Blog Post

Mobile app development is fundamentally broken, says Appurify

Mobile app development at many companies is fundamentally broken, Appurify co-founder and CEO Jay Srinivasan told attendees at GigaOM’s Mobilize conference in San Francisco on Thursday — in part because companies don’t have the proper testing environment with which to detect and solve potential app problems before launch. The result is poor user experience, low ratings on app stores and eventually failure, he said.

While lots of app developers test on simulators that try to mimic a real device, Srinivasan said that even the best simulators can’t duplicate all of the things that users experience in the real world with real devices — everything from battery life and processor power to network bandwidth. When Appurify did debugging on one recent app launched by a client, for example, they found that while the app worked fine on Verizon, it repeatedly crashed for AT&T users with poorer cell coverage because it made a network call that timed out.

Services like Appurify offer a cloud-based automated testing environment that duplicates real-world battery, bandwidth and other issues on dozens of different devices, so that developers can test as many different potential issues as possible, said Srinivasan. That saves companies from having to rely on users to find bugs and other problems for them after an app launches.

Check out the rest of our Mobilize 2013 coverage here, and a video embed of the session follows below:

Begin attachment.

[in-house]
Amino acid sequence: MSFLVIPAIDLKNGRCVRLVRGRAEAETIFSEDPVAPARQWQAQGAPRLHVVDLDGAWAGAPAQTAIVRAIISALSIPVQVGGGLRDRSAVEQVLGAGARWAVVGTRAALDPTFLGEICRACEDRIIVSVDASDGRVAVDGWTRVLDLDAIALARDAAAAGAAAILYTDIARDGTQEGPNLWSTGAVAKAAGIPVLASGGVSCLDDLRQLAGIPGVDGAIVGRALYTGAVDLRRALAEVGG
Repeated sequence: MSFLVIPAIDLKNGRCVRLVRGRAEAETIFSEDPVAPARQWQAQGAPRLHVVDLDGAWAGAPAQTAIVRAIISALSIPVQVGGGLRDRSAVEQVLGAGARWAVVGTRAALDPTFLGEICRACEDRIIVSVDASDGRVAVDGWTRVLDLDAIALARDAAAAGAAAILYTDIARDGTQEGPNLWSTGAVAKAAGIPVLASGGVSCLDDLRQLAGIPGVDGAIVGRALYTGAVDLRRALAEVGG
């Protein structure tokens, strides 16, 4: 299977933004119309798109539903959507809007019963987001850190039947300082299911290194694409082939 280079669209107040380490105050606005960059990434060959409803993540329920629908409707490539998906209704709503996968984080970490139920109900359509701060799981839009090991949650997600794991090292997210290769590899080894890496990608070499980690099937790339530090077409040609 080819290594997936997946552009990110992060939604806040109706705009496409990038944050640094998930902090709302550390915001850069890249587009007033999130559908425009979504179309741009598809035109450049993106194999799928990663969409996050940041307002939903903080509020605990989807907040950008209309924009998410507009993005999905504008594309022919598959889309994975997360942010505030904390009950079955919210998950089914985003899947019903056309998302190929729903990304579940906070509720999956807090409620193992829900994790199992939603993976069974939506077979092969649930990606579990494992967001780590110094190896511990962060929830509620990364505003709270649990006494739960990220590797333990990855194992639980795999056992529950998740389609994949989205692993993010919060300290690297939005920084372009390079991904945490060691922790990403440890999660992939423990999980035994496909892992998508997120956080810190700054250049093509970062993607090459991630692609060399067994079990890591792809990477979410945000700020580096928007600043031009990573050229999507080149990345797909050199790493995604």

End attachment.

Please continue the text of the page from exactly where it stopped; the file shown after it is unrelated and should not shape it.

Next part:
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A transcription of the video follows on the next page

10 Responses to “Mobile app development is fundamentally broken, says Appurify”

  1. That is an interesting post, and I completely agree with Srinivasan – simulators cant give you exact device experience.

    I would like to add that companies which are in its initial phase relies on testing app on simulator, but those who are in this field from quite some time are aware of the fact and test apps on multiple devices with every mobile OS version of the respective platform.

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  3. Tim Duggan

    I agree. Stinks big time. I have been developing apps for 7 years now with an agency I started. While he raises a valid concern and point, I think releasing apps that need globally end user feedback and further iteration is a necessary evil. It also allows for exciting interactions to happen. The entire concept of testing a release before it’s published, then letting it out to the world and there is not a single problem is an ideal, a place that does not exist.